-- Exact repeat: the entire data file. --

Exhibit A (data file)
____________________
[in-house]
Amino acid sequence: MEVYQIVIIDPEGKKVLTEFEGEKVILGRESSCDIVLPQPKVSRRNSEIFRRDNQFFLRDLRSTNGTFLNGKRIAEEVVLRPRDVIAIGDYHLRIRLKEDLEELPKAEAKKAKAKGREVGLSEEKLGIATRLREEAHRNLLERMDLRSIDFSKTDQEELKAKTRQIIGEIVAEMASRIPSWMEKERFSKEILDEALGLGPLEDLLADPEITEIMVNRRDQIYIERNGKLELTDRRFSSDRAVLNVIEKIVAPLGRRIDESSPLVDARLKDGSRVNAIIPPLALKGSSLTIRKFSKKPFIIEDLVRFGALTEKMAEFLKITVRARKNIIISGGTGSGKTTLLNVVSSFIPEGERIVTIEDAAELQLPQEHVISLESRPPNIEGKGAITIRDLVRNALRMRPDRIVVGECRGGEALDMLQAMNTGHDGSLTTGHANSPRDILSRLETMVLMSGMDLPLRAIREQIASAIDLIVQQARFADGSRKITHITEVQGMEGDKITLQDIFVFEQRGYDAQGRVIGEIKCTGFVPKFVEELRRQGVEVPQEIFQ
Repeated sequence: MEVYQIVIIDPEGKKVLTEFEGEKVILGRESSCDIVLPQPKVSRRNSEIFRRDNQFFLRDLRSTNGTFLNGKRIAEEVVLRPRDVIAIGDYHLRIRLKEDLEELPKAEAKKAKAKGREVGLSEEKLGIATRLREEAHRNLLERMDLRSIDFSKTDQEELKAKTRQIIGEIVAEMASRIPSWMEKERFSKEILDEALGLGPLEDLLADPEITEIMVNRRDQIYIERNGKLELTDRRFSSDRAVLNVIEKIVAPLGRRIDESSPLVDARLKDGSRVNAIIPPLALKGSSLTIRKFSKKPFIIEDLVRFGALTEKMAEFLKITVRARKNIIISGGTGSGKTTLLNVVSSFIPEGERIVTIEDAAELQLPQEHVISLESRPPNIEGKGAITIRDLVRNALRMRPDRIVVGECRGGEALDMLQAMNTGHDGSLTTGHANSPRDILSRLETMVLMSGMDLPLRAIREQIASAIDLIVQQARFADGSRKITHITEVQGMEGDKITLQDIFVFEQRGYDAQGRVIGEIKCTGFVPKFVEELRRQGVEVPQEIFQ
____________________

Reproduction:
[in-house]
Amino acid sequence: MEVYQIVIIDPEGKKVLTEFEGEKVILGRESSCDIVLPQPKVSRRNSEIFRRDNQFFLRDLRSTNGTFLNGKRIAEEVVLRPRDVIAIGDYHLRIRLKEDLEELPKAEAKKAKAKGREVGLSEEKLGIATRLREEAHRNLLERMDLRSIDFSKTDQEELKAKTRQIIGEIVAEMASRIPSWMEKERFSKEILDEALGLGPLEDLLADPEITEIMVNRRDQIYIERNGKLELTDRRFSSDRAVLNVIEKIVAPLGRRIDESSPLVDARLKDGSRVNAIIPPLALKGSSLTIRKFSKKPFIIEDLVRFGALTEKMAEFLKITVRARKNIIISGGTGSGKTTLLNVVSSFIPEGERIVTIEDAAELQLPQEHVISLESRPPNIEGKGAITIRDLVRNALRMRPDRIVVGECRGGEALDMLQAMNTGHDGSLTTGHANSPRDILSRLETMVLMSGMDLPLRAIREQIASAIDLIVQQARFADGSRKITHITEVQGMEGDKITLQDIFVFEQRGYDAQGRVIGEIKCTGFVPKFVEELRRQGVEVPQEIFQ
Repeated sequence: MEVYQIVIIDPEGKKVLTEFEGEKVILGRESSCDIVLPQPKVSRRNSEIFRRDNQFFLRDLRSTNGTFLNGKRIAEEVVLRPRDVIAIGDYHLRIRLKEDLEELPKAEAKKAKAKGREVGLSEEKLGIATRLREEAHRNLLERMDLRSIDFSKTDQEELKAKTRQIIGEIVAEMASRIPSWMEKERFSKEILDEALGLGPLEDLLADPEITEIMVNRRDQIYIERNGKLELTDRRFSSDRAVLNVIEKIVAPLGRRIDESSPLVDARLKDGSRVNAIIPPLALKGSSLTIRKFSKKPFIIEDLVRFGALTEKMAEFLKITVRARKNIIISGGTGSGKTTLLNVVSSFIPEGERIVTIEDAAELQLPQEHVISLESRPPNIEGKGAITIRDLVRNALRMRPDRIVVGECRGGEALDMLQAMNTGHDGSLTTGHANSPRDILSRLETMVLMSGMDLPLRAIREQIASAIDLIVQQARFADGSRKITHITEVQGMEGDKITLQDIFVFEQRGYDAQGRVIGEIKCTGFVPKFVEELRRQGVEVPQEIFQ